Holidays & Hot Dogs – keep your dog healthy and hydrated this summer
Hot sunny weather is something most of us look forward to. Make sure your dog looks forward to it too by keeping them healthy and hydrated!
A British Veterinary Association survey in 2019 revealed that almost two-thirds of vets (64%) reported treating animals being affected by heat-related conditions during the summer of 2018 (There are no figures for 2019 due to a change in system.).
Half of the vets had treated animals for heat stroke (51%) while more than one in three (36%) had seen animals requiring treatment for other conditions relating to hot weather, like breathing difficulties, heart conditions, burnt paw pads and sunburn.
It’s important for all dogs to keep cool but there are a few groups of dogs that are particularly at risk and need to be watched really carefully in hot weather:
Dogs to really watch in hot weather:
- Flat faced or brachycephalic dogs such as pugs, bulldogs and Pekinese often have breathing difficulties which is exacerbated by hot weather
- Dogs with thicker coats such as German Shepherds, Huskies or Chow Chows. Ideally, they need a groom in the summer to thin out their coats
- Bigger dogs such as St Bernards
- Older dogs
- Overweight dogs
Here are a few hints and tips for all dogs:
- Keep dogs cool
- How to hydrate your dog
- Don’t leave your dog unattended in cars
- Walk your dog in the morning or the evening
- Some simple steps that will make a difference
1) Keep Dogs Cool
Remember to keep dogs in a cool spot. If it’s a hot day, look for a shady spot or leave them in a cool and ventilated room.
A dog is unlikely to tell you that they’re overheating. If you notice that they are panting heavily (a dog’s way of cooling down), move them immediately to a cooler spot with plenty of water.
If they’ve lost interest in water, try them with Slurps super tasty and nutritious drinks for dogs in beef and chicken flavours with high omega 3 fish oils.
Slurps nutritious drinks for dogs are lapped up by 95% of dogs whilst ignoring their water bowls so there’s a good chance your dog will be persuaded to drink. Just check out our testimonials.
2) How to Hydrate your Dog
If a dog is cooling itself down by panting, it’s also losing a lot of fluid through evaporation from the tongue.
On a normal day, dogs should have 50ml per kg bodyweight daily. For an average Labrador that would mean about 3 x 500ml bowls of water on a normal day.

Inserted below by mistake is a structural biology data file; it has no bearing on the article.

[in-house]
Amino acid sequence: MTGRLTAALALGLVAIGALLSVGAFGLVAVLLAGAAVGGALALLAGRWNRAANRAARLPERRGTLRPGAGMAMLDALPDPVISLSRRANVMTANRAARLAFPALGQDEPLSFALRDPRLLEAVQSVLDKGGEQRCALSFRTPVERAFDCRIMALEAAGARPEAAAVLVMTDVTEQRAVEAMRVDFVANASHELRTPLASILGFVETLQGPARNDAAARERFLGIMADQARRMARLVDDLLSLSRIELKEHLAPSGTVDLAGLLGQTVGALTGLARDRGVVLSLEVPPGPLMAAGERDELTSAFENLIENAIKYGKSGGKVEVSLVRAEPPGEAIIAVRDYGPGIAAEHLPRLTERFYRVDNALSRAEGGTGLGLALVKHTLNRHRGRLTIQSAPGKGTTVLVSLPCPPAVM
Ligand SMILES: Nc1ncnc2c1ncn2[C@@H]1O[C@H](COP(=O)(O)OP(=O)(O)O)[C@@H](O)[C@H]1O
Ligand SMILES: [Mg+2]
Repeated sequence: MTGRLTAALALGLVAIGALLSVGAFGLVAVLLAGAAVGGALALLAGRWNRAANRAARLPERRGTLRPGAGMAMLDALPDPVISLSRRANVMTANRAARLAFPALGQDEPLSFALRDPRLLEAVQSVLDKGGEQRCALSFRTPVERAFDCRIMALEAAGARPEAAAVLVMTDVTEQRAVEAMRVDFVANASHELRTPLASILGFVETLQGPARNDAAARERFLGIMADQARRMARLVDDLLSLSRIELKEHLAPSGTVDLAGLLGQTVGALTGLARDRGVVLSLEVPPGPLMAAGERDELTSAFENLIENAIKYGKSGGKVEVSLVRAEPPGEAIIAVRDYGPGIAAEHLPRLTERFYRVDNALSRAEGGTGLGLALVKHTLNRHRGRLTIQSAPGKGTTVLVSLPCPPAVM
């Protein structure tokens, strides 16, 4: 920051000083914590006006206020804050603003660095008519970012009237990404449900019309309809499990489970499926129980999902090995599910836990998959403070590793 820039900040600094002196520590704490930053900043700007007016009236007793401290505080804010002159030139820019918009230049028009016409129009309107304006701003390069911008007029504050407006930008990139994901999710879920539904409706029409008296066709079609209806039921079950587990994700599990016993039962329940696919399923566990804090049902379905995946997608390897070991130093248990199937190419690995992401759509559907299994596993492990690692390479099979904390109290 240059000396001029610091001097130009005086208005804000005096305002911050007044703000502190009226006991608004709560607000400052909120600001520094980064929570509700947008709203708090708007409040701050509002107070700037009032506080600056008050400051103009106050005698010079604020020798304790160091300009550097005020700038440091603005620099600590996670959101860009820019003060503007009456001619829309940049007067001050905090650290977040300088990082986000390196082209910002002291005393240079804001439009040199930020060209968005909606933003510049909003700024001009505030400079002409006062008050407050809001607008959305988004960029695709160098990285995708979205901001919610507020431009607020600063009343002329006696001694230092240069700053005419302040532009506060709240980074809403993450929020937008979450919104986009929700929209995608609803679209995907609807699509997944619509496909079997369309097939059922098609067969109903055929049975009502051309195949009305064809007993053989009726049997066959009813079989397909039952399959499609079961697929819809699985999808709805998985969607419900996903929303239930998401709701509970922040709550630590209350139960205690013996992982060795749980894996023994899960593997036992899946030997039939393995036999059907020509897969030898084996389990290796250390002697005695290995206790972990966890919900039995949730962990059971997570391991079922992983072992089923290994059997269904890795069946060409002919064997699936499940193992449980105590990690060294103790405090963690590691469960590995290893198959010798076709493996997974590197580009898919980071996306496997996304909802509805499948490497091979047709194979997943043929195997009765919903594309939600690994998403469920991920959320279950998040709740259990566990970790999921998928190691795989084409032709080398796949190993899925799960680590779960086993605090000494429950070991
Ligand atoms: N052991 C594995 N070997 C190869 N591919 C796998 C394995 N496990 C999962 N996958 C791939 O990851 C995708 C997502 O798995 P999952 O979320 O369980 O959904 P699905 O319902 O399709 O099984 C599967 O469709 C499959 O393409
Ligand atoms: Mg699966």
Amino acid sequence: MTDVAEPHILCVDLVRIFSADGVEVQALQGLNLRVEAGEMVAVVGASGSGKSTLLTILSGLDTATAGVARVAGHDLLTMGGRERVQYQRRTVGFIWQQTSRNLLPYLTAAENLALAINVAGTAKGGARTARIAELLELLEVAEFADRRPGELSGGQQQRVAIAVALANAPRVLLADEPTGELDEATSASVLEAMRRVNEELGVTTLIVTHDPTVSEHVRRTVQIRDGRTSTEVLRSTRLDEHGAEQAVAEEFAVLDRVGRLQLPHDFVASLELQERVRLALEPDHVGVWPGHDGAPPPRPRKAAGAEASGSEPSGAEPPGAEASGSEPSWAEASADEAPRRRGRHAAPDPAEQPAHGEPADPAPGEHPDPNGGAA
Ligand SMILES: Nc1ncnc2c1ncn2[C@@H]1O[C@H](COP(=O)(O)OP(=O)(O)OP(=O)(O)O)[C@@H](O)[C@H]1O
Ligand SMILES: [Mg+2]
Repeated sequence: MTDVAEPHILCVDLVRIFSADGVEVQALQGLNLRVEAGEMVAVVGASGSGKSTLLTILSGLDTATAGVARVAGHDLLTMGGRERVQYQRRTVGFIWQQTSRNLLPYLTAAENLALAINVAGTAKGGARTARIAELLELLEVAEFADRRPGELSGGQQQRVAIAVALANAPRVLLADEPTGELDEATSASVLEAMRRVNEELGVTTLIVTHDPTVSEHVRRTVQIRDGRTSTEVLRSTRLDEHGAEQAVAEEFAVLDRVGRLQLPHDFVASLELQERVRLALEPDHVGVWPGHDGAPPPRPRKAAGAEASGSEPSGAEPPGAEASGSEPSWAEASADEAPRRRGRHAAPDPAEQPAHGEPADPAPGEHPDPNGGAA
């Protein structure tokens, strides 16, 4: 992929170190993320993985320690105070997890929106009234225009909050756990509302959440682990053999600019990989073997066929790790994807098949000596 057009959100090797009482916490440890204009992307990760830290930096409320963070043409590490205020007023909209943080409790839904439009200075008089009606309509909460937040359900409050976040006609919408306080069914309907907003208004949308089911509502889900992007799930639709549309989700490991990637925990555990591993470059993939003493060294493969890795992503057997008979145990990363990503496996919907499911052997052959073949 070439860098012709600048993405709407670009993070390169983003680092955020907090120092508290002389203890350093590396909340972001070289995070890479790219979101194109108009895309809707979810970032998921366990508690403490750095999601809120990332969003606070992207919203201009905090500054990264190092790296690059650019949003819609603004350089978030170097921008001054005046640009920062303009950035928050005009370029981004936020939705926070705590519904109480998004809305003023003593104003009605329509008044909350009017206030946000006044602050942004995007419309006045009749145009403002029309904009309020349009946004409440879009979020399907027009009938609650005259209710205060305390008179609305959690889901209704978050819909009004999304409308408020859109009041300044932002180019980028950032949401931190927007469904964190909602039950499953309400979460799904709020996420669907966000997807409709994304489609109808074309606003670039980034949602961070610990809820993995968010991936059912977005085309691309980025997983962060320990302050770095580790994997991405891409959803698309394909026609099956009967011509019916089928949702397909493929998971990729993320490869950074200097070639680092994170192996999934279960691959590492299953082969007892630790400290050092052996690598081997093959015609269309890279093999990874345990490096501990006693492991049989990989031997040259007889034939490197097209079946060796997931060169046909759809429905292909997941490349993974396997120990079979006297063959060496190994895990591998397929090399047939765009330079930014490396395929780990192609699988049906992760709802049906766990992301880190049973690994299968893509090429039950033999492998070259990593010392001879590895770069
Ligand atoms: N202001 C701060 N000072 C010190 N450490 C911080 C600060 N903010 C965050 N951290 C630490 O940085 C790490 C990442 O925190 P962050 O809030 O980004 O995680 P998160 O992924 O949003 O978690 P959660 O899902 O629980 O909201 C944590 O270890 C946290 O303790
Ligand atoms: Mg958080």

On a hot day, or a very active day, this increases to 75ml per kg bodyweight daily. That’s 1.5 bowls (0.75l) for a 10kg dog, 4.5 bowls (2.25l) for a 30kg dog like a Labrador and a massive 6 bowls for a 40kg dog.
In Slurps research we’ve found that two out of three dogs don’t drink the vet recommended amount. On a hot day, be careful as dogs will struggle to replace the fluid they have lost through panting and can start to dehydrate.
If you’re concerned that your dog isn’t drinking enough, Slurps nutritious drinks for dogs are lapped up by 95% of dogs whilst ignoring their water bowls so even if they’re tired of water, you can still keep them healthy and hydrated.
Slurps are super tasty, low in calories and come in beef and chicken flavours. They’re made from organic ingredients with high omega 3 fish oils and come in 250ml re-closable ready to drink pouches.
3) Don’t leave your dog unattended in cars
Everyone knows that dogs die in hot cars. Leaving the car windows open with a bowl of water is not sufficient as even on a cloudy day the temperatures inside a vehicle can quickly reach over double those felt outside. Don’t leave your dog unattended in a car (like the one in this photo)
Even if you are with your dog in the car, they can still overheat.
- Use air conditioning to keep the car cool
- Provide plenty of water in the car or during stops
- Stop regularly to take dogs for short walks in the shade.
Make use of motorway services as many now have dog walking areas. If your dog won’t drink on command or doesn’t like drinking from a travel bowl or outside the house, some Slurps will do the trick and keep them healthy and hydrated.
4) Walk your dog in the morning or the evening
There’s a lot of truth to the saying ‘mad dogs and Englishmen go out in the midday sun.
Lots of exercise will generate heat inside the dog’s body and combined with the heat from the sun, will increase a dog’s core temperature.
Affected dogs will flop around and might even collapse; the most susceptible dogs being those that are obese, older dogs, dogs with breathing issues or dogs with long and/or dark coats.
Avoid long walks in the sun. Any summer walk should be accompanied by plenty of water stops and if your dog isn’t keen on drinking outside the house, Slurps will often stimulate them into taking fluid.
5) Some simple steps that will make a difference
Sometimes it’s important to remember the basics.
- Trimming a dog’s coat will always help long haired dogs.
- Watch out for hot pavement or road surfaces. If you can’t put your hand on the ground for 5 seconds without it burning then it’s probably going to burn your dog’s paws.
- If you’re feeling hot, your dog will be feeling a lot hotter so get them to a cool place asap
Don’t let the summer sunshine and heat spoil your summer: keep your dog healthy and hydrated at all times.